News A police leaflet in a Sochi hotel shows Ruzanna Ibragimova, claiming she is a potential suicide bomber in the city

Olympic committees in Germany, Hungary, Italy, Slovenia and the UK have received messages threatening their delegations, although officials dismissed them as unfounded

Sophie's choice to be golden shot

Schoolgirl McKinna could be GB's surprise package at inaugural Youth Olympics

Chambers given 2012 boost ahead of his 100m campaign

Dwain Chambers could be going for gold in 2012 after all. Just when he thought he would be waking up today without any reason to count down the two years to the summer of 2012, the co-favourite for the 100m title in the European Championships, which start here in Barcelona this morning, discovered that he will have a major championship target to aim for the year after next.

Handball: Prieto is ready to pick it up and run with it

It is played by 20 million people. Now a Frenchman – not Thierry Henry – is giving Team GB a helping hand for 2012

Defeat will take time to get over says Hodgson

Roy Hodgson has admitted he will need to let the pain subside before he can work out whether there will be any lingering benefits from Fulham's run to the Europa League final.

RFU finally admit to getting it wrong over sacking of Ashton

They took a long time getting there – two years in which they have seen the England team slip to seventh in the world rankings with a lamentable win rate of 38 per cent under Martin Johnson – but the Rugby Football Union hierarchy finally acknowledged yesterday, albeit tacitly, that the decision to sack Brian Ashton as head coach after the 2008 Six Nations Championship might have been flawed.

RFU chairman defends support of Johnson

Rugby Football Union chairman Martyn Thomas has defended Twickenham's decision to back England manager Martin Johnson through to the 2011 World Cup in New Zealand.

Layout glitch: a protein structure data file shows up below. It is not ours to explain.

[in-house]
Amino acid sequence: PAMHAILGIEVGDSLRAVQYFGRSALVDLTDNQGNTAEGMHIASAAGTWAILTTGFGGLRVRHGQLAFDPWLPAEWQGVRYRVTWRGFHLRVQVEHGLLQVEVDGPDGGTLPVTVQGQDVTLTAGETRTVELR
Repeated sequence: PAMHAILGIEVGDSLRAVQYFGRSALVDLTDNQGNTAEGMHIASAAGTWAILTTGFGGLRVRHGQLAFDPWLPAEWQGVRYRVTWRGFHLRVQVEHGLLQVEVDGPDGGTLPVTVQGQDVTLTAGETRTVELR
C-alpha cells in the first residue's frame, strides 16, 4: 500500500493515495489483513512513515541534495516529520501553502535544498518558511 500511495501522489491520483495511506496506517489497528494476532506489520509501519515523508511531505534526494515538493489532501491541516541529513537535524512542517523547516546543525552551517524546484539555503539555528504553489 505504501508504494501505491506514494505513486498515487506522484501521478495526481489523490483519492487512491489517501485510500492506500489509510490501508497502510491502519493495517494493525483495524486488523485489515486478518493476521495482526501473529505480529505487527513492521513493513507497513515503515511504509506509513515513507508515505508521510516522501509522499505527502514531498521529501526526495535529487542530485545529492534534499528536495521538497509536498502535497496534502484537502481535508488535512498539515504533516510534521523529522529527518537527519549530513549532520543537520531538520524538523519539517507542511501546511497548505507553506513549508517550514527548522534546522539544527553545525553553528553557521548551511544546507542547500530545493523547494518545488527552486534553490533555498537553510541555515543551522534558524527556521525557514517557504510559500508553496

Huckle aims high to take shot at glory

Teenager on target for medal at London 2012 despite pariah status of his chosen sport

Muirhead on target to sweep all before her

Nineteen-year-old looks to repeat gold-winning glory of 2002 as she leads the GB women's curling team in Vancouver

Inside Lines: Canadians' churlishness adds to the hazards on ice wall of death

The death of the Georgian luge athlete Nodar Kumaritashvili on Friday is a sombre reminder that Winter Olympics are not just the deep-frozen frolic that many non-Alpine nations seem to think. It is also worrying that the Canadian hosts acted so inhospitably by limiting training access to the hazardous run, that will also be used for the bob skeleton events in which British hopes Shelley Rudman and Amy Williams begin their medal assault this week, during the build-up to the Games. According to the British team leader, Andy Hunt, the skeleton sliders have had only 10 per cent of the practice time the Canadians have enjoyed. As Britain and other nations have been complaining for some time about Canada's attitude, presumably designed to gain home advantage, should not the International Olympic Committee's watchdogs have intervened? If nothing else, this latest tragedy – the fifth fatality in the history of the Winter Olympics – should quell those sniggers about sliding on ice and jumping around on skis not being worthy of Olympic medals. The British Olympic Association chairman, Colin Moynihan, says Vancouver has to be a turning point for the appreciation of winter sports in this country. Let's hope it does not take the death of a young Georgian to prove him right.

Search Olympic village for drugs, suggests peer

Police would be able to search Olympic athletes' rooms for performance-enhancing drugs under a new law being proposed for the London 2012 Games.

Snow report: 22/11/2009

Skiing across international borders isn't what it used to be. Back in the 1970s and 1980s, when Europe's ski areas started to link together with lifts and runs, about a dozen of these cross-border pistes were created for those of us too lazy to hike across as "ski tourers".

The guts but not the glory for Brownlee

No one glanced up from their skinny lattes or did a double-take in mid-sudoku when Britain's most accomplished world champion walked into his local Starbucks. Even if they had, they wouldn't have recognised him. "No one ever has," shrugs Alistair Brownlee. "And actually, I like it that way."

Brilliant young salt can follow in Ainslie's wake

Thompson loves Laser treatment and should win World Cup this week before single-handedly becoming GB's star of seas

Olympic rings beckoning for the ladies who punch

Girl power is back as the fastest-growing sport in Britain heads for London 2012
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